Adoption records and tracing legislation

 

Sir, – Sheila Wayman’s very welcome look at adoption highlights important issues for consideration if Ireland is ever to move on from the past (“Adoption ‘is for children, not for people who wish to be parents’”, Life, January 18th).

Patricia Carey, chief executive at the Adoption Authority of Ireland, addresses the absence of information and tracing legislation and her organisation’s inability to support adopted children finding out who they are. A “legal limbo” she calls it, an appropriate description of a very unsatisfactory state of affairs.

I was adopted in England, which changed the law, allowing children like me to see their adoption records and provided for counselling. This came about because the UK recognised the primacy in law of children’s rights.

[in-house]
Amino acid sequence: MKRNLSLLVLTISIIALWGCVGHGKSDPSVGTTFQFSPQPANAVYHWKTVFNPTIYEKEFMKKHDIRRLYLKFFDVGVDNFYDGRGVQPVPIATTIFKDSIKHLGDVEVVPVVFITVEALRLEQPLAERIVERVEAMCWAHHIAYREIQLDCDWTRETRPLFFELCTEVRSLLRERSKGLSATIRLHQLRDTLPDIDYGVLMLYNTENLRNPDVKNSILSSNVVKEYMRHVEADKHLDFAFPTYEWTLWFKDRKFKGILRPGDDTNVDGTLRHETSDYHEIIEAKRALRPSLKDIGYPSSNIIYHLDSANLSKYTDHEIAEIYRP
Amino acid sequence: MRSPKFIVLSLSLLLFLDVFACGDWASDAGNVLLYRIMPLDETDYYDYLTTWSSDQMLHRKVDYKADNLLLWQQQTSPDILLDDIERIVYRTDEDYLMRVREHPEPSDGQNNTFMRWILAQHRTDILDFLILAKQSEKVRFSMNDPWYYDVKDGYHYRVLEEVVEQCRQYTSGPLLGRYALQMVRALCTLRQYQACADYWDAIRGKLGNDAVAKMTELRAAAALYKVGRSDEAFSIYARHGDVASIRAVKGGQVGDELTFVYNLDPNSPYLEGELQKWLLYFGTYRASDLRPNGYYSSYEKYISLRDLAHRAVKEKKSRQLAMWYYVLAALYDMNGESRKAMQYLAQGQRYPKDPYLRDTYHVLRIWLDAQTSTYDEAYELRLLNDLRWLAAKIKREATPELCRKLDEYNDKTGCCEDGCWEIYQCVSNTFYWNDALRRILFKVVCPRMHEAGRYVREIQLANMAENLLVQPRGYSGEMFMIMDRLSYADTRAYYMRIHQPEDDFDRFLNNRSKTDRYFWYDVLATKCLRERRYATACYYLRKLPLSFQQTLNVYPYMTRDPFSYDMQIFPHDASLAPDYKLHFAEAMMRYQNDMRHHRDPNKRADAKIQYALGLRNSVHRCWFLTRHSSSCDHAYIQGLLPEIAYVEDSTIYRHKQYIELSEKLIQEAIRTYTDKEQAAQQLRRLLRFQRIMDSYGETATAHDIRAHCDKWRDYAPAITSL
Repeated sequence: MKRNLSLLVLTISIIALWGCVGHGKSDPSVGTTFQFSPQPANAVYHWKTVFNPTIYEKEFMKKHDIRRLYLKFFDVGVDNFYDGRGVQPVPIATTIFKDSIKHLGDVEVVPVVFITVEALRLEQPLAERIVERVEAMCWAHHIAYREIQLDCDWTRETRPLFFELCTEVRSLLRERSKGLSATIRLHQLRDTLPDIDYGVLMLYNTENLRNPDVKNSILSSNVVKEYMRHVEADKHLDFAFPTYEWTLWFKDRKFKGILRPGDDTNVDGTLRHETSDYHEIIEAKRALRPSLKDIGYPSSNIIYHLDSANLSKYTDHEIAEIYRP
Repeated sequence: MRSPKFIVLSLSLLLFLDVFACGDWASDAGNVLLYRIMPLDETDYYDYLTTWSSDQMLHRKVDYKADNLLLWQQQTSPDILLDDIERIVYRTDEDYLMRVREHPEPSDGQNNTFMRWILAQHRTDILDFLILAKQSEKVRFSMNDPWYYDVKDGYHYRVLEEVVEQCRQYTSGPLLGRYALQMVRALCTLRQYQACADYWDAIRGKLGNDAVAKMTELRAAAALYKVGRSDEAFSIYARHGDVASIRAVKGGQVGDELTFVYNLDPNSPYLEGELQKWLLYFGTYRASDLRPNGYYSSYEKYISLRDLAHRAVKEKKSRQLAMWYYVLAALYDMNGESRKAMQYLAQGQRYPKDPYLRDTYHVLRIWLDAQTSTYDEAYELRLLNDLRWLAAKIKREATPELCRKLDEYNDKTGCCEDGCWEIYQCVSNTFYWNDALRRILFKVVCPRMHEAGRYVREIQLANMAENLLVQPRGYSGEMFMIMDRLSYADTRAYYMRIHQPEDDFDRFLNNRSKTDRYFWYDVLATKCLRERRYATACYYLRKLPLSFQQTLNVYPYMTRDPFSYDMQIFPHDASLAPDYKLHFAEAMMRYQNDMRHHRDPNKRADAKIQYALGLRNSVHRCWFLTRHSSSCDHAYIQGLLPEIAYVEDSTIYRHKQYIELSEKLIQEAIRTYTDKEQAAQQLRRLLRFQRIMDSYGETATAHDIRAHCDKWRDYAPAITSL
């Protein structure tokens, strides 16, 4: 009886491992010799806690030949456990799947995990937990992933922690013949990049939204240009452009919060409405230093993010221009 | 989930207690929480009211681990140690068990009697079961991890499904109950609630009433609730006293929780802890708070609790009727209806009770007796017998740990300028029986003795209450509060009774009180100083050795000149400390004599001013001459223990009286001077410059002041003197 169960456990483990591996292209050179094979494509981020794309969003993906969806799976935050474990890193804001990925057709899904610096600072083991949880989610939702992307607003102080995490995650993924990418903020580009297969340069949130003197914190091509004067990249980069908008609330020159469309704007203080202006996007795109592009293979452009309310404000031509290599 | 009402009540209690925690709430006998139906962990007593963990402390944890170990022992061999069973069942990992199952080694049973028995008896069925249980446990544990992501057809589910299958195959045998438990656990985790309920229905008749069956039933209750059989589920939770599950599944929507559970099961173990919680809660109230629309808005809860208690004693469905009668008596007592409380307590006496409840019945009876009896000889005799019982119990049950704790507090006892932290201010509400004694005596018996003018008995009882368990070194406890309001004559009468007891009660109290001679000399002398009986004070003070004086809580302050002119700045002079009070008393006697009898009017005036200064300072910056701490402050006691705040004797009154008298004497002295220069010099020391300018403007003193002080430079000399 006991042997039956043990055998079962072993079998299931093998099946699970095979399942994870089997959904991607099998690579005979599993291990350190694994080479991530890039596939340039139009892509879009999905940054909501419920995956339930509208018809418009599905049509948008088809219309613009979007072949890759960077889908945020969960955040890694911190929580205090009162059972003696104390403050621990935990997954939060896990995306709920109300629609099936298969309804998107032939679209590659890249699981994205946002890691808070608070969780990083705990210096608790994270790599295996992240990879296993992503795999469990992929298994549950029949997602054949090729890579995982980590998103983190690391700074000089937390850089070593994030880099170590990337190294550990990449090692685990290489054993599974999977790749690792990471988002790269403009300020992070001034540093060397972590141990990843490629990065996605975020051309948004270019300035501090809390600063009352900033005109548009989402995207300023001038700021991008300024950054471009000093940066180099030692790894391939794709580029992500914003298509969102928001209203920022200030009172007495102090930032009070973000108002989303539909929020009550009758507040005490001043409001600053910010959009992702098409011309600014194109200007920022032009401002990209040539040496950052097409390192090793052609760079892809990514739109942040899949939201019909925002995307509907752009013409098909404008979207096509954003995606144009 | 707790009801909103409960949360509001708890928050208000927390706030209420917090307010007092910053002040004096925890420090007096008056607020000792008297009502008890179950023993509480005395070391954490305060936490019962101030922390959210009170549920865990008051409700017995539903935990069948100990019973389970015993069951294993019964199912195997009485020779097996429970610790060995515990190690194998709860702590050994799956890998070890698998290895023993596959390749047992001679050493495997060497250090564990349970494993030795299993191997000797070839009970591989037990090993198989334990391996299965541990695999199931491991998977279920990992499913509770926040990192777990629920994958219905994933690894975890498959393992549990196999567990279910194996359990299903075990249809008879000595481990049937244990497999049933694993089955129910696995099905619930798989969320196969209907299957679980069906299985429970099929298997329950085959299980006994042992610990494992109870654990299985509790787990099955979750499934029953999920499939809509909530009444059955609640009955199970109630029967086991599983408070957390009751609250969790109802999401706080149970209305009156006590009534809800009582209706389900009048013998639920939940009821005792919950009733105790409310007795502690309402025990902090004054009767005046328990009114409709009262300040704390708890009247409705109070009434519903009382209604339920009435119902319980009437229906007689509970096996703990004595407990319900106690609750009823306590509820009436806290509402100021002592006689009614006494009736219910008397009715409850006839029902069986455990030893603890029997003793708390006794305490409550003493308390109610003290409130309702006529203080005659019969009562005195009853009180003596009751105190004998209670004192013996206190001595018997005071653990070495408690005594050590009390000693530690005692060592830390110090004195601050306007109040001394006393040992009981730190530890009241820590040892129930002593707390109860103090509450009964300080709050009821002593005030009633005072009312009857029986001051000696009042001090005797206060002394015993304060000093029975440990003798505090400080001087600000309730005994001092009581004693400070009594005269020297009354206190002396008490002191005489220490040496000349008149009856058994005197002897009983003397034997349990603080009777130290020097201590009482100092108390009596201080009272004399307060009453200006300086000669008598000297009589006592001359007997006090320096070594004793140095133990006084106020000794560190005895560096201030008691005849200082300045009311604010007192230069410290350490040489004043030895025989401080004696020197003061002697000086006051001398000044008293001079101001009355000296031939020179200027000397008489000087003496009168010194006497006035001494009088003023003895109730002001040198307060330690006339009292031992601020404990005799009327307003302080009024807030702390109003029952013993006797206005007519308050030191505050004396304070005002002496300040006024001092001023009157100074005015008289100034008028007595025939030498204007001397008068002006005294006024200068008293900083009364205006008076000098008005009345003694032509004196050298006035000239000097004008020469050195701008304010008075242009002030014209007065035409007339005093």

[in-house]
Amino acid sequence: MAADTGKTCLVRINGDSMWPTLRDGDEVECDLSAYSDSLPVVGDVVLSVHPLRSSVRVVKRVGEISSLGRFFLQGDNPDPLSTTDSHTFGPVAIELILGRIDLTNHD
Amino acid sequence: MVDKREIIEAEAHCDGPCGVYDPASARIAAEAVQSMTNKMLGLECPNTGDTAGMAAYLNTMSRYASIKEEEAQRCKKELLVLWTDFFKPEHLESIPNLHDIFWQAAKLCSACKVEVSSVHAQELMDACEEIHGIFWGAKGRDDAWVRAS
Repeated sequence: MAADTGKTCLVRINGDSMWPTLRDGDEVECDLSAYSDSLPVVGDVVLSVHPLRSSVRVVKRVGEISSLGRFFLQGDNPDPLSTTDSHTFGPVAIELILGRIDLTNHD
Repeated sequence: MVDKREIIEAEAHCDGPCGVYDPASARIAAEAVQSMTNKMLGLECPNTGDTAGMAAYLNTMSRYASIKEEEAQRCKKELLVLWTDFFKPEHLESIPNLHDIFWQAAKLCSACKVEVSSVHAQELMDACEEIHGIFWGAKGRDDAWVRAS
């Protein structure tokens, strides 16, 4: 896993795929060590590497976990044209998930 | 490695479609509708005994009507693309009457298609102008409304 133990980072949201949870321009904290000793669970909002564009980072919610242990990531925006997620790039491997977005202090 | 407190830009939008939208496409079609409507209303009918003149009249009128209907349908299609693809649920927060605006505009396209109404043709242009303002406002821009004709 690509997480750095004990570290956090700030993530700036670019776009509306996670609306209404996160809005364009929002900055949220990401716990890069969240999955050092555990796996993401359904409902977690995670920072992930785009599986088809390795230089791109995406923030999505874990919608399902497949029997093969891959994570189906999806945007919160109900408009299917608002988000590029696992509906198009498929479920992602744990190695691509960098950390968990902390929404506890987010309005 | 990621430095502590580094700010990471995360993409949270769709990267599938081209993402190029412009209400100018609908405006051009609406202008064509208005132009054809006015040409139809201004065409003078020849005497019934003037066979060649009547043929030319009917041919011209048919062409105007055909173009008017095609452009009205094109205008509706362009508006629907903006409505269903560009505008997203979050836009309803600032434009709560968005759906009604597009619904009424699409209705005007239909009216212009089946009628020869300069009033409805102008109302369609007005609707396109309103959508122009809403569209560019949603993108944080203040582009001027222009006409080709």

To reassure those in Ireland who, in my view, overthink the negative effects of this issue, when I accessed my records from the Catholic Children’s Society, and traced my Irish family, the sky did not fall in, and nobody suffered a breakdown. The boost to my sense of self and my wellbeing was overwhelmingly good, and I built a relationship with my mother despite her being told I would never be able to find her.

On balance, allowing children access to their records is the right thing to do.

And it is long overdue. – Yours, etc,

DOMINIC FOX,

London.